* BoC No. 2 Tiff Macklem is clear front runner
* Macklem sees eye-to-eye with Carney on policy
* Would likely maintain plan to hike rates eventually
* Other names include Don Drummond, Jean Boivin
OTTAWA, Nov 26 (Reuters) - The Bank of Canada's senior deputy governor, Tiff Macklem, is the early favorite to replace Mark Carney as the head of the central bank, pointing to a steady-as-she-goes policy that points eventually to higher interest rates.
The policy picture would be less clear, however, if an outsider were brought in for the top Bank of Canada job, something that the bank has done on the last two occasions.
"He's been very involved with the governor since the credit crunch began, and we know that the two see eye-to-eye on many of the dynamics that are occurring in Canada right now," Ian Pollick, fixed income strategist at RBC Capital Markets, said of Macklem.
That said, the uncertainty introduced with the surprise appointment of Carney to the Bank of England weakened the Canadian dollar and boosted bond prices as markets bet on a chance, however slight, of a more dovish policy.
The Bank of Canada stands apart from other major central banks in that it avoided large bouts of quantitative easing and now insists the next move in interest rates is likely to be up.
It presided over a relatively quick recovery from the world economic crisis, with no Canadian bank having needed a government bailout. Canada's resource-rich economy has driven growth as other industrialized countries have struggled, and the country's property market avoided the excesses that plagued the United States, allowing Canada's banks to avoid losses.
Arguing in favor of choosing from within the bank for a new chief is the need to maintain morale, after the bank's senior deputy governor was passed over for outside candidates in the last two appointments -- David Dodge in 2001 and Mark Carney in 2008.
"Every so often at least you have to go internal just for long-run morale considerations," said Bill Scarth, economic policy expert at McMaster University in Hamilton, Ontario, and at the C.D. Howe Institute in Toronto. "Otherwise, when people get senior they start looking for another job."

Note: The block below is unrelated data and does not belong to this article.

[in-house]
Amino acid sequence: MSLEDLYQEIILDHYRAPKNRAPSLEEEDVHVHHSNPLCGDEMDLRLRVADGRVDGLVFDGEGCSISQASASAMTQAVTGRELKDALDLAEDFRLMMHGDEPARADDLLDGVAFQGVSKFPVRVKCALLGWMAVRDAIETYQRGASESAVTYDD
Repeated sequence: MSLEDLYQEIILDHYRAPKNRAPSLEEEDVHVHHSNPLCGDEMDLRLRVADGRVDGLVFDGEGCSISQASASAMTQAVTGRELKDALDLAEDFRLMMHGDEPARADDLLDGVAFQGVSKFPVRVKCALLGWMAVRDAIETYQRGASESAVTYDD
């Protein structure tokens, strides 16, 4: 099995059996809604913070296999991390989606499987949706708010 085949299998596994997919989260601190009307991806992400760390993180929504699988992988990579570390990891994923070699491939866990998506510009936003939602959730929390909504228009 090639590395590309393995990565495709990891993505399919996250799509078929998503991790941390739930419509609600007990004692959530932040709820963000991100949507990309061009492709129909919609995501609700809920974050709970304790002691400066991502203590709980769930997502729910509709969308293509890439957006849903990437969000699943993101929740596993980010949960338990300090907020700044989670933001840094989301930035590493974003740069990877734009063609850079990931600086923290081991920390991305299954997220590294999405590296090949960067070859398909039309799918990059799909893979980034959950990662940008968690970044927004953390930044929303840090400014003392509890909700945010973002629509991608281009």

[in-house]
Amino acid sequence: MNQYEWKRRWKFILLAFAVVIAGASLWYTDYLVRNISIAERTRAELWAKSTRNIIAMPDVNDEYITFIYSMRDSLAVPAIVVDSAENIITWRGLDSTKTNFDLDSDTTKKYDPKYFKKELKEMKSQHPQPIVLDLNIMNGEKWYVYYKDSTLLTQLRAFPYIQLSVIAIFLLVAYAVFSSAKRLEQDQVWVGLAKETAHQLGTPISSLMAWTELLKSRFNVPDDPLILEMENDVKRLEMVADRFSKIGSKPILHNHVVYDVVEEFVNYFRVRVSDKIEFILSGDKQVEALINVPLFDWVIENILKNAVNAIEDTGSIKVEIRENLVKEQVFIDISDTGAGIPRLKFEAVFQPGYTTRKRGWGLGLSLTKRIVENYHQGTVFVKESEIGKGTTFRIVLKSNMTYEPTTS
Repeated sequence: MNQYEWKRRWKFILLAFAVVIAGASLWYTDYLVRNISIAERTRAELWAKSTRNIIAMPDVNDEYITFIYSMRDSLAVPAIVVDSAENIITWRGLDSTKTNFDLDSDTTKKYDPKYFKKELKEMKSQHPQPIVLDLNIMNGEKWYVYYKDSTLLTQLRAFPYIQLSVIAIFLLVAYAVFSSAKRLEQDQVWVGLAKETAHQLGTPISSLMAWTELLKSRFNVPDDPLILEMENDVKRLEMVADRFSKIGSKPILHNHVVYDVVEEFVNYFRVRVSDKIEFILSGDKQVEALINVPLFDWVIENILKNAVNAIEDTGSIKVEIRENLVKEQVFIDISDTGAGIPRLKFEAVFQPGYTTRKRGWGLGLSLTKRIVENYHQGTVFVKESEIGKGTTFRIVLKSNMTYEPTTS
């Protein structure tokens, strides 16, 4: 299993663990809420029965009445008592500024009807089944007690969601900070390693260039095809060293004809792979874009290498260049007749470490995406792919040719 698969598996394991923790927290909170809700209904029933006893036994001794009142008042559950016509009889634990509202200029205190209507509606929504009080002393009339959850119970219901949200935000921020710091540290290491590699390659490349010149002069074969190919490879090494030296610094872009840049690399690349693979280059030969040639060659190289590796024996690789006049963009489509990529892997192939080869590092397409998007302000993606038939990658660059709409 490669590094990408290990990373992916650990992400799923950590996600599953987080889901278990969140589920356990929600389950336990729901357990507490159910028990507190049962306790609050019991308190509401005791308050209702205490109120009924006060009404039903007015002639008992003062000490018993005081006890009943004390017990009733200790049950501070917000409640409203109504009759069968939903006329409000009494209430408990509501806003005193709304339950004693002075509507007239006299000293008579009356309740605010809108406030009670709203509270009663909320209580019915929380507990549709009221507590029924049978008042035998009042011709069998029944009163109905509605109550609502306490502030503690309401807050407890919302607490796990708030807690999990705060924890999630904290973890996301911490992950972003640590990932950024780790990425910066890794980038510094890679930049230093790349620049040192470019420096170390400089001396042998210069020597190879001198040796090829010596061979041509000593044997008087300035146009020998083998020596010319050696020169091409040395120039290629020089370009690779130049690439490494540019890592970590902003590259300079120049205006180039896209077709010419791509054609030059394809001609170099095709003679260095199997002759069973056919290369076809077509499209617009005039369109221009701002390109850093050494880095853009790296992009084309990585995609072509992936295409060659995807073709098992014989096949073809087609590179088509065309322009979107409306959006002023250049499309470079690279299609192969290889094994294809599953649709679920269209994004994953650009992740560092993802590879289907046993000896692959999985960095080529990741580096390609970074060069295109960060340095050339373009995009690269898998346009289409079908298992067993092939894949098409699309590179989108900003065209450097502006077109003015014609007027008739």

And given that Macklem became senior deputy governor only in July 2010, it would be "awkward to all of a sudden jump somebody over him unless it's an outside person," Scarth said
Macklem, 51, is currently the bank's chief operating officer and has been actively involved at the global Financial Stability Board, where he chairs a committee on standards implementation. He was previously the associate deputy minister at the Finance Department and was Canada's Group of Seven deputy.
Under Carney, the Bank of Canada was the first in the G7 leading industrialized nations to raise its reference rate from the rock-bottom level in the global financial crisis. It has held the rate at 1 percent since September 2010.
In April it signaled a rate hike might become appropriate, something it now says will happen "over time," making it an outlier in a G7 more focused on continued stimulus.
The median view in an Oct. 24 Reuters survey of primary dealers is that the next rate hike will not be until the fourth quarter of 2013.
Another possible candidate is insider-outsider Jean Boivin, a respected monetary policy researcher who was deputy governor at the bank from 2010 until last month, when he became the Finance Department's representative at G7 and Group of 20 meetings, the job once held by Macklem. As Boivin was part of the Bank of Canada consensus, his appointment would also signal no change.
An outsider floated by Nomura economist Charles St-Arnaud is Don Drummond, a former federal finance official who helped wrestle down Canada's large budget deficit in the 1990s.
Other possibilities are the remaining deputy governors at the Bank of Canada: Agathe Cote, John Murray and Tim Lane -- who of course are under Carney and Macklem in the central bank pecking order.
McMaster economist Scarth noted that Flaherty praised Carney's service in his announcement on Monday morning, and that suggested Carney would not want to appoint somebody who would be likely to cause change.
"We are sort of the envy of the world in financial matters generally. If it ain't broke, don't fix it," Scarth said.